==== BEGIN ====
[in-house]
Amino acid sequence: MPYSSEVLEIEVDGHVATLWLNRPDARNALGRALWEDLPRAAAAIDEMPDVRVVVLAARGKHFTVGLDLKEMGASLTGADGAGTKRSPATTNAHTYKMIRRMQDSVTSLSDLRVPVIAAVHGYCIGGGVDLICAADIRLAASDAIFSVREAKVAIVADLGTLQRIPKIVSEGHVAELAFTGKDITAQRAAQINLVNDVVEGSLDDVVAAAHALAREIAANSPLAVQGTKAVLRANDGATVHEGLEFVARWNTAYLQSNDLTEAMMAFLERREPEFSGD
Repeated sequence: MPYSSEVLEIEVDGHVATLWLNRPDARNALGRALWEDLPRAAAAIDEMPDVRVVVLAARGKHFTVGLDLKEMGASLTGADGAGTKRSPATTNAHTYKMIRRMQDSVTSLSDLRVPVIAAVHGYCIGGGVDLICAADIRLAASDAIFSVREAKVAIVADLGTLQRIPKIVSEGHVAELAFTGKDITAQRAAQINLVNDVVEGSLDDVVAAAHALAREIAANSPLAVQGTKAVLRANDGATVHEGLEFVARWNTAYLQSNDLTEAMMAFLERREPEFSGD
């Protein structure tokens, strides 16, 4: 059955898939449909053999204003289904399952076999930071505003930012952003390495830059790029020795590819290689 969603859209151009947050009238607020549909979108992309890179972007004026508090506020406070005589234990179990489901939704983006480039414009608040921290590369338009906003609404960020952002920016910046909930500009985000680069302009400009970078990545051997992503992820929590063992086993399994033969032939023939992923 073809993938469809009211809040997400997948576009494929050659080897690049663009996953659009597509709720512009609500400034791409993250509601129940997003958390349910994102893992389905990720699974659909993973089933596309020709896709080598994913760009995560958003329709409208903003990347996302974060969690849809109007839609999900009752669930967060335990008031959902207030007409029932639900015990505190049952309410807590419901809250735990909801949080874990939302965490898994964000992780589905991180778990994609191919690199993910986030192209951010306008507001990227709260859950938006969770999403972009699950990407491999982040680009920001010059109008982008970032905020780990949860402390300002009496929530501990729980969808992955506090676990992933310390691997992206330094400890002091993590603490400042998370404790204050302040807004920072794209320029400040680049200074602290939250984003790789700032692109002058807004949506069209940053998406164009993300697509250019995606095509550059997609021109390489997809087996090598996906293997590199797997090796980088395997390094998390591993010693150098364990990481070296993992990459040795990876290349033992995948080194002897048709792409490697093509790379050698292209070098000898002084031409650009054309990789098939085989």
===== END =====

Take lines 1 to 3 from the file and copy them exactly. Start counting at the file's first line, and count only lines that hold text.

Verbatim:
[in-house]
Amino acid sequence: MPYSSEVLEIEVDGHVATLWLNRPDARNALGRALWEDLPRAAAAIDEMPDVRVVVLAARGKHFTVGLDLKEMGASLTGADGAGTKRSPATTNAHTYKMIRRMQDSVTSLSDLRVPVIAAVHGYCIGGGVDLICAADIRLAASDAIFSVREAKVAIVADLGTLQRIPKIVSEGHVAELAFTGKDITAQRAAQINLVNDVVEGSLDDVVAAAHALAREIAANSPLAVQGTKAVLRANDGATVHEGLEFVARWNTAYLQSNDLTEAMMAFLERREPEFSGD
Repeated sequence: MPYSSEVLEIEVDGHVATLWLNRPDARNALGRALWEDLPRAAAAIDEMPDVRVVVLAARGKHFTVGLDLKEMGASLTGADGAGTKRSPATTNAHTYKMIRRMQDSVTSLSDLRVPVIAAVHGYCIGGGVDLICAADIRLAASDAIFSVREAKVAIVADLGTLQRIPKIVSEGHVAELAFTGKDITAQRAAQINLVNDVVEGSLDDVVAAAHALAREIAANSPLAVQGTKAVLRANDGATVHEGLEFVARWNTAYLQSNDLTEAMMAFLERREPEFSGD